Michael Dawson’s work on beliefs about linked fate helped develop an understanding of black racial group identity and policy preferences in the United States. As Dawson emphasizes, this sense of shared group relies on people’s sense of shared historical experiences. Often individuals with shared, historical experiences develop a sense of groupness, a sense that can also reinforced by discrimination. In this view, African-Americans share a sense of linked fate because of their shared history of discrimination.
Even though Dawson situated his concept within the American context, I have discovered that a similar kind of black linked fate – negro linked fate – has become important in the Brazilian context. In the cities of Rio de Janeiro, Salvador, and São Paulo, I find that most Afro-Brazilians espouse beliefs in negro linked fate, because of their shared experiences of discrimination or exclusion. My research also probed whether Afro-Brazilians who espouse this sense of shared fate are more supportive of racial policies, compared to those who do not hold this perspective. That is the case, my results show. Afro-Brazilians who subscribe to or demonstrate a belief in linked fate are more likely to support affirmative action in universities and legislation that requires Afro-Brazilian history to be taught in schools. Their support led to the passage of a 2003 law requiring all Brazilian schools to teach African and Afro-Brazilian history.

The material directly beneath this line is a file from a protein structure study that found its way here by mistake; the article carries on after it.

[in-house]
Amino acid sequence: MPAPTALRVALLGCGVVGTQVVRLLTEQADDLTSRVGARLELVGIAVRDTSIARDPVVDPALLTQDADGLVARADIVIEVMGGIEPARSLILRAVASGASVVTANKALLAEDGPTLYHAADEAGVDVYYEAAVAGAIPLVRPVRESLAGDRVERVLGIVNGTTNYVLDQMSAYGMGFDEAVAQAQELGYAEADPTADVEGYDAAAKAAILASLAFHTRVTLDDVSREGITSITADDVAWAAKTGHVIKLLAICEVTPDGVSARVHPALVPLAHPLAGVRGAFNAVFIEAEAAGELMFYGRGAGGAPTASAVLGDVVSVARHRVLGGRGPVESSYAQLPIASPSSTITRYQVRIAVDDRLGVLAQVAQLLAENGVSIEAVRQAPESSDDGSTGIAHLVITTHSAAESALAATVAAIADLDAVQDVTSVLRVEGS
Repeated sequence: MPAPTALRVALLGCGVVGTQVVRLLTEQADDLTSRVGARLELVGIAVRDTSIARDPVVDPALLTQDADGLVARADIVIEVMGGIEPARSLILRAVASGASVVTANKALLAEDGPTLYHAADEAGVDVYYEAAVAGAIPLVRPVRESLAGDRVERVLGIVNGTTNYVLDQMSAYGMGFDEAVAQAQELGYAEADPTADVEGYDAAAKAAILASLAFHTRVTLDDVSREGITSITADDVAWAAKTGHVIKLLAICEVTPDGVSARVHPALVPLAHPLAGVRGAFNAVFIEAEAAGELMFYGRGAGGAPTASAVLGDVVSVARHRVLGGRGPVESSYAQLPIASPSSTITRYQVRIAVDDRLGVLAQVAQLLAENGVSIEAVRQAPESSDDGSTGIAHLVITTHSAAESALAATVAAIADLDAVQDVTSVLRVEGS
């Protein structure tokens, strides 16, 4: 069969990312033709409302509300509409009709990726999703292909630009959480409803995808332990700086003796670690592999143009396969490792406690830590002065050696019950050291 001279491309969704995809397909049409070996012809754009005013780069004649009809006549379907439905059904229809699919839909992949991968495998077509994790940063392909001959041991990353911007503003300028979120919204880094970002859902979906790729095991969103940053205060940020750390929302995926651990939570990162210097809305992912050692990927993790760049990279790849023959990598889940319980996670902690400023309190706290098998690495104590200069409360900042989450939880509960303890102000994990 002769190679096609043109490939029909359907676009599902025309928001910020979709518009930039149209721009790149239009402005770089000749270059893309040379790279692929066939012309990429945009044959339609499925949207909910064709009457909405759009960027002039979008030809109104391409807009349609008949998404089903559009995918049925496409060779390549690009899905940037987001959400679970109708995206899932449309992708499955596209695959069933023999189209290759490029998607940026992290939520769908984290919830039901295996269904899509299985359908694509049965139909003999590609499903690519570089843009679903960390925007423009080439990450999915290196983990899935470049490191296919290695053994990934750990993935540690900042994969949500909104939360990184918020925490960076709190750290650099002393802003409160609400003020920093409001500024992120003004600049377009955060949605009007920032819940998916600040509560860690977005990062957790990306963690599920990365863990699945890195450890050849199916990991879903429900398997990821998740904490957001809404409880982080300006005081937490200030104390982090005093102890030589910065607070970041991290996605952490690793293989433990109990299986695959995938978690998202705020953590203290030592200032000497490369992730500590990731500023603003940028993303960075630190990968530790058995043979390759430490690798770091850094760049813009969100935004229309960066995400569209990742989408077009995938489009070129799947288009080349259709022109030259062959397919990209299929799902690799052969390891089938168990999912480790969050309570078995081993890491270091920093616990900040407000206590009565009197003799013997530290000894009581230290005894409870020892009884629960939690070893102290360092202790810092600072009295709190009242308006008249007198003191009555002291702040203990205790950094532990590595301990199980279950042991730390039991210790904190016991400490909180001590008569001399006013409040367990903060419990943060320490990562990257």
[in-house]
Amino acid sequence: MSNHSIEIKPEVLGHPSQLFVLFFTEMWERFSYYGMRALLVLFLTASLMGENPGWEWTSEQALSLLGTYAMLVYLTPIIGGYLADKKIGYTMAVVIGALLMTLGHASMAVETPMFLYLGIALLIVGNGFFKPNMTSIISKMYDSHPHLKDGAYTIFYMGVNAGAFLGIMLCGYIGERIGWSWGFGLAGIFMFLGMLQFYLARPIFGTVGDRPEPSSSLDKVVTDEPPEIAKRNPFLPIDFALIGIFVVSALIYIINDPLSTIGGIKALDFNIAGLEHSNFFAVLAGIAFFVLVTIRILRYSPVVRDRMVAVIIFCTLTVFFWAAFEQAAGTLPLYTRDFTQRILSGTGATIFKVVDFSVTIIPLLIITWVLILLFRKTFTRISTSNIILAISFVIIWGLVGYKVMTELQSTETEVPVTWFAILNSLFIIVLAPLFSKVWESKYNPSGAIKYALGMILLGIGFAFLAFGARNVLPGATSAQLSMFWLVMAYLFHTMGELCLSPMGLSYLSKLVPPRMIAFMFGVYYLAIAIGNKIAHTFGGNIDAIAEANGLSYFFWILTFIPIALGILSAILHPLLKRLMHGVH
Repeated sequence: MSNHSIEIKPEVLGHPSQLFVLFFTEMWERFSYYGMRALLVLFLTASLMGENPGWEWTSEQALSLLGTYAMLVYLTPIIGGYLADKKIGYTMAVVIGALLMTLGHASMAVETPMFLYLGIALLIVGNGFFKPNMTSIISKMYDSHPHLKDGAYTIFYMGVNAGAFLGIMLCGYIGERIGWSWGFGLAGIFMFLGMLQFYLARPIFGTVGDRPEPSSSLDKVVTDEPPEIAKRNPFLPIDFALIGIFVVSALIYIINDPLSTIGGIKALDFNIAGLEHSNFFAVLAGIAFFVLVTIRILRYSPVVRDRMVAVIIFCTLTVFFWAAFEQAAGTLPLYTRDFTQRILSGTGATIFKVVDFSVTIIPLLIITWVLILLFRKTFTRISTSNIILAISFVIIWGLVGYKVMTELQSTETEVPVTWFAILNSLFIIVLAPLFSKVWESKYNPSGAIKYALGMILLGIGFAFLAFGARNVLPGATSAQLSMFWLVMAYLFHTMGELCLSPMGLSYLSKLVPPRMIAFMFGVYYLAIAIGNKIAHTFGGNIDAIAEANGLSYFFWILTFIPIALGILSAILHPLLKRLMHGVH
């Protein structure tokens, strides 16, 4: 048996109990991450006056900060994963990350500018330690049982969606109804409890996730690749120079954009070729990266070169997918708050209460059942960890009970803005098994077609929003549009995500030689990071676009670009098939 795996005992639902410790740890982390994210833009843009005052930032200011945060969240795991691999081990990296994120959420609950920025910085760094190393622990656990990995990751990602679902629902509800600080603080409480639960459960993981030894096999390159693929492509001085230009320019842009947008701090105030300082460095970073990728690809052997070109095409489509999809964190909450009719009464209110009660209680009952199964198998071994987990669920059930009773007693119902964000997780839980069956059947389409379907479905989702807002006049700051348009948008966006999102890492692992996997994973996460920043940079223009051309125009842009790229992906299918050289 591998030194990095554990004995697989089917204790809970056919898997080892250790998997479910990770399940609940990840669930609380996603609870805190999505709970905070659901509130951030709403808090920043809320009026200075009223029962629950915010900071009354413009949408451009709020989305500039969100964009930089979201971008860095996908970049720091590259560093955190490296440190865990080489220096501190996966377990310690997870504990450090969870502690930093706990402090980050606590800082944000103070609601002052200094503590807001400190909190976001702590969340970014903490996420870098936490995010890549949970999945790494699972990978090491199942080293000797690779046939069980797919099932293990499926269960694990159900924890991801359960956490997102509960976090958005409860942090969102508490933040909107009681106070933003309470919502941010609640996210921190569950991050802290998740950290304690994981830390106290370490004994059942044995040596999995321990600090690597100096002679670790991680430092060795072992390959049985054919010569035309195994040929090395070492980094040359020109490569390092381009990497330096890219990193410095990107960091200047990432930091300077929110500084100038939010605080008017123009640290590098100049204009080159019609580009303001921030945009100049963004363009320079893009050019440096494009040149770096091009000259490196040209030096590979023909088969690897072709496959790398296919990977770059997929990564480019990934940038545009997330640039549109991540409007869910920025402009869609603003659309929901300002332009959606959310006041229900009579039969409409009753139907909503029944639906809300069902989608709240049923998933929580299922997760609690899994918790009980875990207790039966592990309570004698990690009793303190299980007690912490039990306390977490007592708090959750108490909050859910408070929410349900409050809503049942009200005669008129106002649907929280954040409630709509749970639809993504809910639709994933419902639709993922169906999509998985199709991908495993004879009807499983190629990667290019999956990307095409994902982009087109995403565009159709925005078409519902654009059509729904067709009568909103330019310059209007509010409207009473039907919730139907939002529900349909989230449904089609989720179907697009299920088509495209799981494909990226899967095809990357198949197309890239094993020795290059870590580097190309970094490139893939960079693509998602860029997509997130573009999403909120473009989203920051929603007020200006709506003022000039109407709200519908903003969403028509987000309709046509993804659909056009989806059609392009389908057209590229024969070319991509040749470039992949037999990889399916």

Lessons for the United States